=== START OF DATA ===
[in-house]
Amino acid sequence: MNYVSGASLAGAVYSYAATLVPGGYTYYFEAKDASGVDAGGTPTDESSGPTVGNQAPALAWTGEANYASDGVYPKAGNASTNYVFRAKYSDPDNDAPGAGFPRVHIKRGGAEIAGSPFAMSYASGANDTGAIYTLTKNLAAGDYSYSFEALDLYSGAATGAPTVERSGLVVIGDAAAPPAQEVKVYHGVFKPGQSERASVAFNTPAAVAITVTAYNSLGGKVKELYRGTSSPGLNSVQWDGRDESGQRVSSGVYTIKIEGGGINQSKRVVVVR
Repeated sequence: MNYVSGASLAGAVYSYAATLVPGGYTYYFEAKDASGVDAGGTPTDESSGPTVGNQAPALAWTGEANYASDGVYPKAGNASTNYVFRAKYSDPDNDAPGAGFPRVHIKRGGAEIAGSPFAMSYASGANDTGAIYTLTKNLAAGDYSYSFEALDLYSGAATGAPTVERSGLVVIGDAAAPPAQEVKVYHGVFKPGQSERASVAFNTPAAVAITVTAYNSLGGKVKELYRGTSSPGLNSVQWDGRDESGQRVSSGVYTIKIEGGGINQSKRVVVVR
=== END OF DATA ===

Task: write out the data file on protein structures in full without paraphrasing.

[in-house]
Amino acid sequence: MNYVSGASLAGAVYSYAATLVPGGYTYYFEAKDASGVDAGGTPTDESSGPTVGNQAPALAWTGEANYASDGVYPKAGNASTNYVFRAKYSDPDNDAPGAGFPRVHIKRGGAEIAGSPFAMSYASGANDTGAIYTLTKNLAAGDYSYSFEALDLYSGAATGAPTVERSGLVVIGDAAAPPAQEVKVYHGVFKPGQSERASVAFNTPAAVAITVTAYNSLGGKVKELYRGTSSPGLNSVQWDGRDESGQRVSSGVYTIKIEGGGINQSKRVVVVR
Repeated sequence: MNYVSGASLAGAVYSYAATLVPGGYTYYFEAKDASGVDAGGTPTDESSGPTVGNQAPALAWTGEANYASDGVYPKAGNASTNYVFRAKYSDPDNDAPGAGFPRVHIKRGGAEIAGSPFAMSYASGANDTGAIYTLTKNLAAGDYSYSFEALDLYSGAATGAPTVERSGLVVIGDAAAPPAQEVKVYHGVFKPGQSERASVAFNTPAAVAITVTAYNSLGGKVKELYRGTSSPGLNSVQWDGRDESGQRVSSGVYTIKIEGGGINQSKRVVVVR